COVID-19: Economic slowdown doesn't stop climate change

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Efforts to control the coronavirus pandemic have reduced economic activity and led to localized improvements in air quality. But it is too early to assess the implications for concentrations of greenhouse gases which are responsible for long-term climate change. Carbon dioxide levels at key observing stations have so far this year been higher than last year.

Any cuts in emissions as a result of the economic crisis triggered by COVID-19 are not a substitute for concerted Climate Action, according to the World Meteorological Organization.

"Despite local reductions in pollution and improvement in air quality, it would be irresponsible to downplay the enormous global health challenges and loss of life as a result of the COVID19 pandemic," said WMO Secretary-General Petteri Taalas. "However, now is the time to consider how to use economic stimulus packages to support a long-term switch to more environmentally and climate-friendly business and personal practices."

"Past experience suggests that emissions declines during economic crises are followed by a rapid upsurge. We need to change that trajectory," he said.

"The world needs to demonstrate the same unity and commitment to and cutting as to containing the Coronavirus pandemic," he said. "Failure in climate change mitigation could lead to greater human life and economic losses during the coming decades," he said.

According to an analysis carried out for Carbon Brief, the lockdown and reduction in in China led to an estimated 25% reduction in CO2 emissions over four weeks.

WMO's Global Atmosphere Watch coordinates high-quality long-erm global observations of greenhouse gas concentrations. Emissions represent what goes into the atmosphere. Concentrations represent what remains in the atmosphere after the complex system of interactions between the atmosphere, biosphere, lithosphere, cryosphere and the oceans.

Carbon dioxide remains in the atmosphere and oceans for centuries. This means that the world is committed to continued climate change regardless of any temporary fall in emissions due to the Coronavirus epidemic.

The February monthly average of atmospheric CO2 at Mauna Loa observatory in Hawaii was 414.11 parts per million, compared to 411.75 ppm in February 2019, according to the US National Oceanic and Atmospheric Administration. Mauna Loa is the world's longest continual observing station and a benchmark station of the Global Atmosphere Watch Network. At another benchmark station, Cape Grim in Tasmania, average CO2 levels were 408.3 ppm in February, up from 405.66 ppm in February 2019, according to CSIRO.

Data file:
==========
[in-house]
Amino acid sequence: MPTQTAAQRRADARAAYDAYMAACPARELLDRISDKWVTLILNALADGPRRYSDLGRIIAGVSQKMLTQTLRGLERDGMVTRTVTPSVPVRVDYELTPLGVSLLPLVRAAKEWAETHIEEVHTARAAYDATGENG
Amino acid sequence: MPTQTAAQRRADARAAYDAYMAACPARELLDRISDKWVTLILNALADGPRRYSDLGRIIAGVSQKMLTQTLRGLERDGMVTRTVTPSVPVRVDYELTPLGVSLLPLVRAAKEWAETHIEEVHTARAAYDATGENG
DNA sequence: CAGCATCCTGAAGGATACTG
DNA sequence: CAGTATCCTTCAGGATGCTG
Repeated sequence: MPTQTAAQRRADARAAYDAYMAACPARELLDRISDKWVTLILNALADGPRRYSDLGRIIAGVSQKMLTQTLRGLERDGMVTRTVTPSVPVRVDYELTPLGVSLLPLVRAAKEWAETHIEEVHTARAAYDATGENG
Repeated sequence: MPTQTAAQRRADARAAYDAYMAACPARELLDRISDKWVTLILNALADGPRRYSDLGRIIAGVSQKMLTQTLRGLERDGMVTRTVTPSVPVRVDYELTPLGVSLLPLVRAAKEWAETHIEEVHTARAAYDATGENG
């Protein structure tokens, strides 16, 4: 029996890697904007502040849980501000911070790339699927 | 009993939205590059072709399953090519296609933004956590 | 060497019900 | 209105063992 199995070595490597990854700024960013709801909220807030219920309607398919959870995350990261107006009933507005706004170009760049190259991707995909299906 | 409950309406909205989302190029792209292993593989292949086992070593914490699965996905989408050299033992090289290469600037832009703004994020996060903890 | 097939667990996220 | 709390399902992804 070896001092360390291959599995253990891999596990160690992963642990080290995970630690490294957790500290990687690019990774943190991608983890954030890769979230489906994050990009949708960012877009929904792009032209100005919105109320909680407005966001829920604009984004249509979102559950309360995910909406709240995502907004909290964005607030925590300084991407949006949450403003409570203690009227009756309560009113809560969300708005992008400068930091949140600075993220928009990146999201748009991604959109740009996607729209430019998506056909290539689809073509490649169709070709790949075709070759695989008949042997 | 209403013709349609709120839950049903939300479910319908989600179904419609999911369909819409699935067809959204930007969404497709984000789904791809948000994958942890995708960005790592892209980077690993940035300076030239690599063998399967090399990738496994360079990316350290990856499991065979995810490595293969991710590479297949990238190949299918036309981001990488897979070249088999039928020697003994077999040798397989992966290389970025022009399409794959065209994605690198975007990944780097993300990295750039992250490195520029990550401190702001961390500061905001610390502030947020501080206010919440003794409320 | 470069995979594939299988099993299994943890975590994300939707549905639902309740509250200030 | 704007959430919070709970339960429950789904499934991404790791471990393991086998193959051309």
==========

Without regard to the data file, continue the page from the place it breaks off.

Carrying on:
About a quarter of the total emissions is absorbed by the oceans. Another quarter is absorbed by the land biosphere—including forests and vegetation which act as carbon "sinks." Naturally, the land biosphere takes up a similar amount of CO2 than it releases over the year in a seasonal cycle. Therefore, global average CO2 levels generally increase until April/May.

This natural effect is much larger in magnitude than the emission reductions related to the recent economic slowdown. It is thus too early to draw firm conclusions on the significance of this economic slowdown on atmospheric greenhouse gas concentrations. After the 2008-2009 global financial crisis, was followed b strong emissions growth in emerging economies, a return to emissions growth in developed economies and an increase in the fossil fuel intensity of the world economy, according to a study in Nature Climate Change.

More information: Glen P. Peters et al. Rapid growth in CO2 emissions after the 2008–2009 global financial crisis, Nature Climate Change (2011). DOI: 10.1038/nclimate1332

Journal information: Nature Climate Change

Provided by World Meteorological Organization

Citation: COVID-19: Economic slowdown doesn't stop climate change (2020, March 24) retrieved 28 May 2024 from
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